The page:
Recently I was reminded how easy it is for an outsider (i.e. someone who has not worked at the coalface of garment manufacturing) to look at running a fashion label and think that ‘anyone could do that’. It seems the equivalent of abstract art (my 5 year old could do better) or running a café (how many have I seen open and close on my block alone); lots of people with no idea how to do it think it looks pretty easy and massively profitable.

It’s not…

Easy or massively profitable. Don’t get me wrong it CAN be profitable.

I have not yet met anyone who says that it’s easy but if you’re out there and you think that it is please get in touch I would love to hear about it. If you are starting out and you’re self-funded then it’s going to take some time and effort to really turn a profit and to get any cash that you might sink into the business back out.

When an outsider looks at what’s paid to a factory and what’s charged at full retail they think – wow! That looks incredible, I can make a killing. But there’s more to it than that.

Costing considerations

Assuming that the product is coming from overseas (let’s assume somewhere in Asia) and that it’s travelling by sea freight (yes, sea or air makes a difference both for cost and timing).

  1. Understand what’s included and not; incoterms mean different things are included if you are importing and purchasing FOB then duty and freight need to be added – there will most likely be some clearance costs that you will pay to a freight forwarder.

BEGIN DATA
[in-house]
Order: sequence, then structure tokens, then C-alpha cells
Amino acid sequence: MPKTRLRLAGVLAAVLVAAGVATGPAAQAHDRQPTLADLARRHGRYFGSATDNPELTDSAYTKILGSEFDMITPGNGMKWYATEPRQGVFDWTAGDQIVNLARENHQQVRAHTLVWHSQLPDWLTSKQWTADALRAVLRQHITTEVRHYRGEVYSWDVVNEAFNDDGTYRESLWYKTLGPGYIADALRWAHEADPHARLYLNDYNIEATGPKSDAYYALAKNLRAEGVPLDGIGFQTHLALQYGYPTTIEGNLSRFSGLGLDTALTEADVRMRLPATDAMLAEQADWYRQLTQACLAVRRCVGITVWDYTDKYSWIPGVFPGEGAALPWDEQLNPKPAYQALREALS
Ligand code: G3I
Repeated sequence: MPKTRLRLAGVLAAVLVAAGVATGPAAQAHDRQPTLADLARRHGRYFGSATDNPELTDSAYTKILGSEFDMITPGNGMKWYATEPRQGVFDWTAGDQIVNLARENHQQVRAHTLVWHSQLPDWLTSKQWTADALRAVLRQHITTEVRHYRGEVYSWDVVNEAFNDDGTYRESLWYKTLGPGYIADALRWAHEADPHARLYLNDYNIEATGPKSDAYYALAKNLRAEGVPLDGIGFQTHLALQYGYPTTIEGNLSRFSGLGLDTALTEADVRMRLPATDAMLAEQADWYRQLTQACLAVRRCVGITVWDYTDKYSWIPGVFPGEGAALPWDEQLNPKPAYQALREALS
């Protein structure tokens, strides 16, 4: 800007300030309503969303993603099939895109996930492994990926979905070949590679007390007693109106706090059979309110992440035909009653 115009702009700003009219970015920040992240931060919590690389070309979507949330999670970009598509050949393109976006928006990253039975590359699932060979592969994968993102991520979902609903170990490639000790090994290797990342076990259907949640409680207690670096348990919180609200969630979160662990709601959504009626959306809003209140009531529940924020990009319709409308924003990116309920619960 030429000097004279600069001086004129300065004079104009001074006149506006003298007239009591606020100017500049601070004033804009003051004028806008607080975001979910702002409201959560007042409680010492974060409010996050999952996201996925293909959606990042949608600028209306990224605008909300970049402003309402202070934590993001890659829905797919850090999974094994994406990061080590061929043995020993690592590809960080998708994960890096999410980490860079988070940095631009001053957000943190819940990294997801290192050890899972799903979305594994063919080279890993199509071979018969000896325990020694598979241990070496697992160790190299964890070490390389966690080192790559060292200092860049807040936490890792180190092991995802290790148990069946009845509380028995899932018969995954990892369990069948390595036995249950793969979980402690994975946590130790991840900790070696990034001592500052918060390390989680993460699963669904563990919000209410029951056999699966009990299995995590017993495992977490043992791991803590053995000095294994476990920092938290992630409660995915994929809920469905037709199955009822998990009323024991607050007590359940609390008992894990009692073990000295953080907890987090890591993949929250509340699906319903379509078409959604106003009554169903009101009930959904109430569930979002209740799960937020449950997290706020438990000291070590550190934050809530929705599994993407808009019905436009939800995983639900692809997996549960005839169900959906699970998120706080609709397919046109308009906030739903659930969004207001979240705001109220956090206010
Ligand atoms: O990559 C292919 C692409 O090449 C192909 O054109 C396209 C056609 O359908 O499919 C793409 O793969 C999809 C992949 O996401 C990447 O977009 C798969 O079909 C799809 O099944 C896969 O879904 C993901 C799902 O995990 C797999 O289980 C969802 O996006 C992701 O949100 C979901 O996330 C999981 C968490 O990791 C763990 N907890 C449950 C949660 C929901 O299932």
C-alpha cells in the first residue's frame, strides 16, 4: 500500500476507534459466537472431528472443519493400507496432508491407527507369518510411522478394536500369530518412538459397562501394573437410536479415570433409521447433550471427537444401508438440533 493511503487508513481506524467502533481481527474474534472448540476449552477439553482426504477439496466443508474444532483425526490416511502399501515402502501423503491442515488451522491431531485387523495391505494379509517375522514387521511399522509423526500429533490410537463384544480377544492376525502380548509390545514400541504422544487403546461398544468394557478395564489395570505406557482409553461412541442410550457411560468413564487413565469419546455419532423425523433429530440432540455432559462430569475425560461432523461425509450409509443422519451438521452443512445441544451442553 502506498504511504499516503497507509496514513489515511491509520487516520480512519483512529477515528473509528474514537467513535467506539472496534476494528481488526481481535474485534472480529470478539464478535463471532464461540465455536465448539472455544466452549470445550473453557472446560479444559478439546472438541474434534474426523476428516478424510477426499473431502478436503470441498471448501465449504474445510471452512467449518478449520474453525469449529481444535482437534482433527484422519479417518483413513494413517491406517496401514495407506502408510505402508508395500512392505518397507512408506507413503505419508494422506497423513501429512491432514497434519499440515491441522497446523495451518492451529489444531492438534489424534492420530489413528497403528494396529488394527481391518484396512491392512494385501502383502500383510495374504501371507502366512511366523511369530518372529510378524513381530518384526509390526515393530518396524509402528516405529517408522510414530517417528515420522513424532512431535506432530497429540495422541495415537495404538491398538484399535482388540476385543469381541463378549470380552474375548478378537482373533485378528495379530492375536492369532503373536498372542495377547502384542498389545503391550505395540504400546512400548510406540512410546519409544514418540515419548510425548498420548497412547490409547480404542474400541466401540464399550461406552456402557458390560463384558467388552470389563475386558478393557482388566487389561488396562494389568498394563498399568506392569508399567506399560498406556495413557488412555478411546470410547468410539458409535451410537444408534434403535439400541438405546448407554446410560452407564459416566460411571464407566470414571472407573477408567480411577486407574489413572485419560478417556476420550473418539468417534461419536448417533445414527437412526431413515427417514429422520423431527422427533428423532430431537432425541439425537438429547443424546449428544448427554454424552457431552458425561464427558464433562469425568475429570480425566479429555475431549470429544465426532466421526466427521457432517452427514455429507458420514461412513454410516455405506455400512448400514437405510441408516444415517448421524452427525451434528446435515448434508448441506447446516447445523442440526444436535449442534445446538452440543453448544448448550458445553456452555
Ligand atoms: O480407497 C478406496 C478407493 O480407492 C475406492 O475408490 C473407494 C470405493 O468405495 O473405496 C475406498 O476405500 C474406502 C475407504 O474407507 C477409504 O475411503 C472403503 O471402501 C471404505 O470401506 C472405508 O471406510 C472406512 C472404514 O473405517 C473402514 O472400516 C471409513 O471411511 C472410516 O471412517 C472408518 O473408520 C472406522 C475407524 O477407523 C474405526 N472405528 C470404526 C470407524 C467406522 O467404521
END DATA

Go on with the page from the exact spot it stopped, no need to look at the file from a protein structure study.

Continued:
2. Be clear about which currency you are paying in and how this will be paid.
  3. Be clear about terms and the timing of when things are paid for. Many suppliers offshore require that a deposit be paid on placement of an order and that the order be fully paid for before it leaves the country of origin. The timing of payments can make a big difference to your cash flow. It’s unlikely that at the beginning of a relationship a supplier will extend terms but the sooner you can prove yourself a reliable payer the better. The sooner you can extend the payment days the better for your cash flow.
  4. Currencies move; have a plan for this. You can lock in a forward cover rate with a bank or hedge currency on smaller web sites. The spot rate on any given day will change significantly the value of an order. It’s a sensible practice to allow for some movement on currency when doing a costing estimate. That way if the currency moves in your favour its additional money in the bank and if it doesn’t hopefully you are prepared for the worst.
  5. What will need to be done to the product when it arrives here? Are there additional services like ticketing, picking or packing required? Do you need to pay for storage? If you are purchasing product out of season from the northern hemisphere then it may need to be stored for some time. Where?
  6. What sort of overhead costs will you add in? Typically design and sampling costs are considered as part of the garment costs.

There are lots of different complexities that you can add into the costing process. Here’s a simple template to start with.


Image Source: Unsplash – Jeff Sheldon